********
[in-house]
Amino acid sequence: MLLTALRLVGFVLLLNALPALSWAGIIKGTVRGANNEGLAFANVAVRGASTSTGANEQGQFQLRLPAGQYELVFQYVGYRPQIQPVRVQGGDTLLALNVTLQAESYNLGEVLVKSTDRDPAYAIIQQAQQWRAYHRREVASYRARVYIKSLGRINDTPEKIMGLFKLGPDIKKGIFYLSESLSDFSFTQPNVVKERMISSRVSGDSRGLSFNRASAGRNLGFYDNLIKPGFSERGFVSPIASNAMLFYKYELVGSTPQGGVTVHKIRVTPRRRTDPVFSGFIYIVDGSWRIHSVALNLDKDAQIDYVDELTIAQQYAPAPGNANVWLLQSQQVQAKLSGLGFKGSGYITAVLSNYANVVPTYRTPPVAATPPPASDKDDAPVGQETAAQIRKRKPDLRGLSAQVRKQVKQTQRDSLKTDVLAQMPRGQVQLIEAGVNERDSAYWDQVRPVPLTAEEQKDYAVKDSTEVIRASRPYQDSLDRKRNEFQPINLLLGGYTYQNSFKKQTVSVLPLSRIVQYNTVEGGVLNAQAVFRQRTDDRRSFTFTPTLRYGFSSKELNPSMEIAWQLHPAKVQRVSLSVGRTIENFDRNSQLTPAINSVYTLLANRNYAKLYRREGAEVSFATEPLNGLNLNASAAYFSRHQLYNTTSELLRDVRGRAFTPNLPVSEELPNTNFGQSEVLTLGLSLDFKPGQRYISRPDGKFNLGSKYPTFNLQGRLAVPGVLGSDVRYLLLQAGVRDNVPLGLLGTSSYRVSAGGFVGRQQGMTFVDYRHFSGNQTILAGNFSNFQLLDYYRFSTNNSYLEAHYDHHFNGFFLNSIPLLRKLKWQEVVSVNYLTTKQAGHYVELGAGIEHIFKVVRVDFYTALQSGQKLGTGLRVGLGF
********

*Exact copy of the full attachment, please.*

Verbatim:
[in-house]
Amino acid sequence: MLLTALRLVGFVLLLNALPALSWAGIIKGTVRGANNEGLAFANVAVRGASTSTGANEQGQFQLRLPAGQYELVFQYVGYRPQIQPVRVQGGDTLLALNVTLQAESYNLGEVLVKSTDRDPAYAIIQQAQQWRAYHRREVASYRARVYIKSLGRINDTPEKIMGLFKLGPDIKKGIFYLSESLSDFSFTQPNVVKERMISSRVSGDSRGLSFNRASAGRNLGFYDNLIKPGFSERGFVSPIASNAMLFYKYELVGSTPQGGVTVHKIRVTPRRRTDPVFSGFIYIVDGSWRIHSVALNLDKDAQIDYVDELTIAQQYAPAPGNANVWLLQSQQVQAKLSGLGFKGSGYITAVLSNYANVVPTYRTPPVAATPPPASDKDDAPVGQETAAQIRKRKPDLRGLSAQVRKQVKQTQRDSLKTDVLAQMPRGQVQLIEAGVNERDSAYWDQVRPVPLTAEEQKDYAVKDSTEVIRASRPYQDSLDRKRNEFQPINLLLGGYTYQNSFKKQTVSVLPLSRIVQYNTVEGGVLNAQAVFRQRTDDRRSFTFTPTLRYGFSSKELNPSMEIAWQLHPAKVQRVSLSVGRTIENFDRNSQLTPAINSVYTLLANRNYAKLYRREGAEVSFATEPLNGLNLNASAAYFSRHQLYNTTSELLRDVRGRAFTPNLPVSEELPNTNFGQSEVLTLGLSLDFKPGQRYISRPDGKFNLGSKYPTFNLQGRLAVPGVLGSDVRYLLLQAGVRDNVPLGLLGTSSYRVSAGGFVGRQQGMTFVDYRHFSGNQTILAGNFSNFQLLDYYRFSTNNSYLEAHYDHHFNGFFLNSIPLLRKLKWQEVVSVNYLTTKQAGHYVELGAGIEHIFKVVRVDFYTALQSGQKLGTGLRVGLGF